Can anyone provide a reference design for a 434 MHz PCB Trace Antenna? Is it just a matter of creating a snake trace pattern about 17cm long and slapping a ground plane under it (with a trace thickness for say 50 ohms characteristic impedance to the ground plane given the PCB thickness)?

The context is that I think I'm heading toward using a trace antenna with the RFM12B transceiver module en route to passing regulatory standards. I've been told that embedding the antenna in the PCB is an easier / lower cost path to certification than allowing for a whip (or other externally connected) antenna. Any advice or pointers would be most appreciated!

  • \$\begingroup\$ you asking about a Fractal antenna ?I have seen a java based simulator for that. \$\endgroup\$ Apr 27, 2012 at 15:08

2 Answers 2


Tye following may be useful. Most are 2.4 GHz focused but should provide some useful ideas.

TI 2.4 GHz PCB Antenna - AN 043 - 2.4 GHz but should have significant value.

Compact Integrated antennas - Freescale AN 2731 - significant relevance

A few zillion PCB antennas - all images linked to webpages

Commercial products - but some good idea starters

Inverted F design - 2.4 GHz but significant relevance
title: "Analysis and Design of an Inverted F Antenna Printed on a PCMCIA Card for the 2.4 GHz ISM band.pdf"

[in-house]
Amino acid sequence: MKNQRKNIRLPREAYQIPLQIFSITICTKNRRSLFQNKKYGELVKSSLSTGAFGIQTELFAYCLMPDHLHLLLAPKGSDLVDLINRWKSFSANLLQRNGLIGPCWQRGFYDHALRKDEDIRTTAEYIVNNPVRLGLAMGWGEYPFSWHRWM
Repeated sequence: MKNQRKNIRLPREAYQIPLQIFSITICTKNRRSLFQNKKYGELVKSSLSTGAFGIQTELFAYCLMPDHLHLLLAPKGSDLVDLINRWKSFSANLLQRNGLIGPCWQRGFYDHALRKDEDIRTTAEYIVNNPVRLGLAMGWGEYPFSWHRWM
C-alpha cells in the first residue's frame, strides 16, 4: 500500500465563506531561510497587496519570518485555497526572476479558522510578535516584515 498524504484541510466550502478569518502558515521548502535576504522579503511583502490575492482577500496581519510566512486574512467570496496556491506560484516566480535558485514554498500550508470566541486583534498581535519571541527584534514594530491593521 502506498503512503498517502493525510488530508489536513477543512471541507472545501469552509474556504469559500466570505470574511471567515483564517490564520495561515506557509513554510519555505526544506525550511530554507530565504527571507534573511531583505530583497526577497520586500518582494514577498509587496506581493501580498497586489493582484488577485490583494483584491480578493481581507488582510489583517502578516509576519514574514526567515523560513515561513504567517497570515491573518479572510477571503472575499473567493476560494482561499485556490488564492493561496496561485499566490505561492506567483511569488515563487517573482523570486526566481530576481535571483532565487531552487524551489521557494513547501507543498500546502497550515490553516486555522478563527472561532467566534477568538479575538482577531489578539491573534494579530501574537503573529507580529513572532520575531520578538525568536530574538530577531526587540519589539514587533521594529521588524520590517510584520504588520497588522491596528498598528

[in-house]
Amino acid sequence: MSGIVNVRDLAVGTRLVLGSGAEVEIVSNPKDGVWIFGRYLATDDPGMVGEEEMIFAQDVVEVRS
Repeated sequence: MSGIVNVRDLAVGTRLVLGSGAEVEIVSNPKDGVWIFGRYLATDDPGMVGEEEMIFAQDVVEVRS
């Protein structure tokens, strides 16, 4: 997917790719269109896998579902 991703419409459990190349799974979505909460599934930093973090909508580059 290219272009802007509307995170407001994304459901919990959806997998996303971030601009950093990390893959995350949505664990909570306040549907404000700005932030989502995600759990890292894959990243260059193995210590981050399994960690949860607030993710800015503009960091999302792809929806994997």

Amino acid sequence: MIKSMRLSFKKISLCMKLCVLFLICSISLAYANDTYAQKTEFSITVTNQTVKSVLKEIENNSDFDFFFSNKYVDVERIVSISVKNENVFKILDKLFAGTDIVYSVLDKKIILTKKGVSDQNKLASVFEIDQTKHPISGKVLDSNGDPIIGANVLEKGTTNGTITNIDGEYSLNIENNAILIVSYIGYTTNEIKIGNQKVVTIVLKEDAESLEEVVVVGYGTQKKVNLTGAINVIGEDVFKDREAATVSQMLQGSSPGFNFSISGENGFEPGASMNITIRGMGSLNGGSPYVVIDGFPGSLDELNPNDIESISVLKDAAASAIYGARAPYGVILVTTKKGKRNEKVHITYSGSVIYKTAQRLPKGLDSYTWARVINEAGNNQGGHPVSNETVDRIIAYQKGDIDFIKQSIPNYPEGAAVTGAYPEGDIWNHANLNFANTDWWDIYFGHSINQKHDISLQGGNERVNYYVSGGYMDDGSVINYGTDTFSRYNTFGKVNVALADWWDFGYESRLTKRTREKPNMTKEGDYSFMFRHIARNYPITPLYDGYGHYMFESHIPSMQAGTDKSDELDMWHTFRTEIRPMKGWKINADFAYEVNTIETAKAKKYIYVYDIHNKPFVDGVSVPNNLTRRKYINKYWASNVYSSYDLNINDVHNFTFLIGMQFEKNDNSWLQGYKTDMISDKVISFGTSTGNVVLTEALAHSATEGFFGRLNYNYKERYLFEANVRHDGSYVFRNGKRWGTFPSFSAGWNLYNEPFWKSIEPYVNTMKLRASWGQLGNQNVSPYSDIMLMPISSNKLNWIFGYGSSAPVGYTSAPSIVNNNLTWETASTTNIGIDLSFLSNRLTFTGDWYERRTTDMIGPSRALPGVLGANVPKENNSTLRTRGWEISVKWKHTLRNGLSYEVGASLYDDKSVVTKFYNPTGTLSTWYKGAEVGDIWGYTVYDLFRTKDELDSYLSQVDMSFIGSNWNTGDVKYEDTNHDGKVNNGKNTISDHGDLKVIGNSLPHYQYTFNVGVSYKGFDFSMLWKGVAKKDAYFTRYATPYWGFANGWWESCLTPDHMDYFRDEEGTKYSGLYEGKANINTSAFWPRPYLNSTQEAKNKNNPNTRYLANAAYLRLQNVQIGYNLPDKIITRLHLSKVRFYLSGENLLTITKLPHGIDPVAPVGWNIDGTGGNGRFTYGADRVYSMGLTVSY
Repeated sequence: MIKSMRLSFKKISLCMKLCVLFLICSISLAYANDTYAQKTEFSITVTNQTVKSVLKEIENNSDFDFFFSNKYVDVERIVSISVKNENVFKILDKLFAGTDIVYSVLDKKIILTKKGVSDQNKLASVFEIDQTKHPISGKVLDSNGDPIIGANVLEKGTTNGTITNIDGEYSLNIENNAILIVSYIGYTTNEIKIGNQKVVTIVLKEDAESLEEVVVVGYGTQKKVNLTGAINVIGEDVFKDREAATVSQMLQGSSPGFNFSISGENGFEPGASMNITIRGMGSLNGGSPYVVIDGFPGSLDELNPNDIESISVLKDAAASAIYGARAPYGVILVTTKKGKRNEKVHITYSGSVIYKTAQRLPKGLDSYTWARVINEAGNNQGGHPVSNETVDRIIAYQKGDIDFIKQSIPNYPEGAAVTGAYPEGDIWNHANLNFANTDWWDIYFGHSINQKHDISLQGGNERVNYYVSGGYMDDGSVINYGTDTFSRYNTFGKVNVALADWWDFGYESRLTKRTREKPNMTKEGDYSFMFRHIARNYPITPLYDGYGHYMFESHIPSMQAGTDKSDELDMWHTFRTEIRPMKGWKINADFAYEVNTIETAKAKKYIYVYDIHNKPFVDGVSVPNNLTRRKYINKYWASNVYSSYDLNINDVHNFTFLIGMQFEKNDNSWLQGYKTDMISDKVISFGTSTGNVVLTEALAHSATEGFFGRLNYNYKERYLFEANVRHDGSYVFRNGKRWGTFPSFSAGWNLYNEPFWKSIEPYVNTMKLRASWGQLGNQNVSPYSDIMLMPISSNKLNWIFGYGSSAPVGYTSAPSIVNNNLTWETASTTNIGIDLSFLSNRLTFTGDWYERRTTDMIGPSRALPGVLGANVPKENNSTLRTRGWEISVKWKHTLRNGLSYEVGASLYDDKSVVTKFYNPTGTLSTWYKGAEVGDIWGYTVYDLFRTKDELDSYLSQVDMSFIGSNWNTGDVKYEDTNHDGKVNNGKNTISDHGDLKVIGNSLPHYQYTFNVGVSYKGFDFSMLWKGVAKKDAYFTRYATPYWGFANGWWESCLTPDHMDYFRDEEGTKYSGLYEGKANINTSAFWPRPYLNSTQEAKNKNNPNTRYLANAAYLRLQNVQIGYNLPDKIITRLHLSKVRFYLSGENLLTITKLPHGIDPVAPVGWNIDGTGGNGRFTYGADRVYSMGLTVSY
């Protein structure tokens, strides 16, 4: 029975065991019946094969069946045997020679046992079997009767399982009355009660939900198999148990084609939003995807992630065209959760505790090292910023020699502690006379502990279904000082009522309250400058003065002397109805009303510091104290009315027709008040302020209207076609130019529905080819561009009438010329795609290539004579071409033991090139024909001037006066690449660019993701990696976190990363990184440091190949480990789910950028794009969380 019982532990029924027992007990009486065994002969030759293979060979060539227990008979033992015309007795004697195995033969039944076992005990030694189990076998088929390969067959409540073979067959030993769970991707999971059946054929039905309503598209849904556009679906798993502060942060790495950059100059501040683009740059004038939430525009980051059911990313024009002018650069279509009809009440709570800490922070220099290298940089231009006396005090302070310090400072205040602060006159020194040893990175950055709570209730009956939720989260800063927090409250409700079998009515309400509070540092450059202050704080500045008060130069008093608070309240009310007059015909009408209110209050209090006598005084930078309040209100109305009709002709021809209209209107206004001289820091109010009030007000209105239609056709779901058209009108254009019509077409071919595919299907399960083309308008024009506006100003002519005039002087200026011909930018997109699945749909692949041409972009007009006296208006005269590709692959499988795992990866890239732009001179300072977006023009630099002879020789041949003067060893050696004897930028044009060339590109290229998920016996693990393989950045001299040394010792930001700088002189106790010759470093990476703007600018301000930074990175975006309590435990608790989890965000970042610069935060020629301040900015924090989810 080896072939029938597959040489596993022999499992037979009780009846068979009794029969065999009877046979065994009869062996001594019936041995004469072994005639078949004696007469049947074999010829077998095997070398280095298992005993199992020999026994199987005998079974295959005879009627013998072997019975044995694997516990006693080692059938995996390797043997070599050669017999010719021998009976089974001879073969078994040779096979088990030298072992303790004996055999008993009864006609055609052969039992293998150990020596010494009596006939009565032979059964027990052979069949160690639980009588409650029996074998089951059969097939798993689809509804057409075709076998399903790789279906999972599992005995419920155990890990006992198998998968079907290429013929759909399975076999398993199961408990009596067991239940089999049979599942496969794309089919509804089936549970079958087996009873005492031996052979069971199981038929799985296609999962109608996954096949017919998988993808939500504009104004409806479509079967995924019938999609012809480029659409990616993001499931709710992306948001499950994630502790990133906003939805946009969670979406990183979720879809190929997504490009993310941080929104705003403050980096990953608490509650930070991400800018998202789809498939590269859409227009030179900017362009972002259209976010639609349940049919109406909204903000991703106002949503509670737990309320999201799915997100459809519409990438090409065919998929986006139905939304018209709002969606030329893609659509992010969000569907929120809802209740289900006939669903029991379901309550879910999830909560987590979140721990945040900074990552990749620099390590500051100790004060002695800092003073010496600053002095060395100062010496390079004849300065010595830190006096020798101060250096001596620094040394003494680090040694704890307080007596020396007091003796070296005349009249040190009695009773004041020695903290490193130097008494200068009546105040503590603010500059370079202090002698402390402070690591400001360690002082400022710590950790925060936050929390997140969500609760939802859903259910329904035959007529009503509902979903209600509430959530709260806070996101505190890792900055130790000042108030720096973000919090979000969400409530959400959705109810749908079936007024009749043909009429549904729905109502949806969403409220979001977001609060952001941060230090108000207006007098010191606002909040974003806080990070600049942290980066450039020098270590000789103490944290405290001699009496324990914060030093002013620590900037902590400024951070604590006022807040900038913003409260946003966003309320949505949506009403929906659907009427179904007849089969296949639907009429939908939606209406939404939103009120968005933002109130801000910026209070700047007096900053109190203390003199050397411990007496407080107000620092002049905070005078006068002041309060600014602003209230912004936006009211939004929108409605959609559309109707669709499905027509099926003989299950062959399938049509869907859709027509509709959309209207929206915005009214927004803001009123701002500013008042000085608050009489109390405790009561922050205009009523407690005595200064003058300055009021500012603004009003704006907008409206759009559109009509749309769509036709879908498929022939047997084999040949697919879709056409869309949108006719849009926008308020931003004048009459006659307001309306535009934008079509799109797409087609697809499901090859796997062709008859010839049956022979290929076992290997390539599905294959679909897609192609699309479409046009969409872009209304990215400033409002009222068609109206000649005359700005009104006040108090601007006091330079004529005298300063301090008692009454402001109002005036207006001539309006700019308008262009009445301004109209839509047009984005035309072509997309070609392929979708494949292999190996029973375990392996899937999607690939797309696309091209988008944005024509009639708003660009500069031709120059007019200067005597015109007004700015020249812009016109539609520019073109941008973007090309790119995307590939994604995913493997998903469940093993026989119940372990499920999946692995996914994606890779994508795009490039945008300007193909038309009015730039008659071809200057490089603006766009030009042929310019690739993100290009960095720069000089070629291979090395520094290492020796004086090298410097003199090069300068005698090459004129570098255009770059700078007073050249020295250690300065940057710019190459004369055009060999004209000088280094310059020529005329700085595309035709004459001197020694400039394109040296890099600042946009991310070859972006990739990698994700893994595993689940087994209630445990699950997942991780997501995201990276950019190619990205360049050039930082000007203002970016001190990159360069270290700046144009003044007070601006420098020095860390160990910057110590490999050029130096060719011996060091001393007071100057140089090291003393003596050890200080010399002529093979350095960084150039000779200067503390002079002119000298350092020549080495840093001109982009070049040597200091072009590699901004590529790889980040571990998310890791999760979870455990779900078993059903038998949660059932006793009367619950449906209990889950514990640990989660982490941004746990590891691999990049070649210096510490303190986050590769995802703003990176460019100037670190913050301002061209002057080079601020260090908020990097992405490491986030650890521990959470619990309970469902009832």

Wow Another inverted F design paper - looks superb

NO PCB antennas here BUT many432 MHz antennas

  • 3
    \$\begingroup\$ The third link is GIYF. Which isn't appreciated much here. \$\endgroup\$ Apr 27, 2012 at 15:23
  • \$\begingroup\$ @FedericoRusso - Many are likely to appreciate the retrospectively obvious but massively valuable insight that using images linked to web vastly improves the ability to locate pertinent information. I add such a link to many of my answers because I believe that it is nonintuitive BUT liable to vastly improve the value that people get from search engines. | EDITED 2022 to remove some snark :-) :-( \$\endgroup\$
    – Russell McMahon
    Apr 27, 2012 at 22:47
  • \$\begingroup\$ @FedericoRusso - please to see the response that I have added to the question which you cite above. As noted t here, a modicum, or even a soupcon, of common sense is required. \$\endgroup\$
    – Russell McMahon
    Apr 27, 2012 at 23:03

From this document:

One big advantage for the short whip is that it can be a trace on a PCB, with a chip inductor used to tune out the capacitive reactance of the antenna. If the trace runs parallel to ground, the real part of the antenna impedance will be approximately 10 ohms. In a hand-held unit, the impedance will be raised substantially through hand effects. For a tenth wavelength strip on a board with hand effects included, the antenna has a capacitive reactance of about 150 ohms. At 433.9 MHz, this would require a 56 nH inductor to cancel the capacitive reactance of the 2.7 inch (70 mm) long line.

enter image description here

The document also describes spiral, chip and loop antennas (a.o.).

  • \$\begingroup\$ Is that software defined antenna's are on the market ? \$\endgroup\$ Apr 27, 2012 at 16:51

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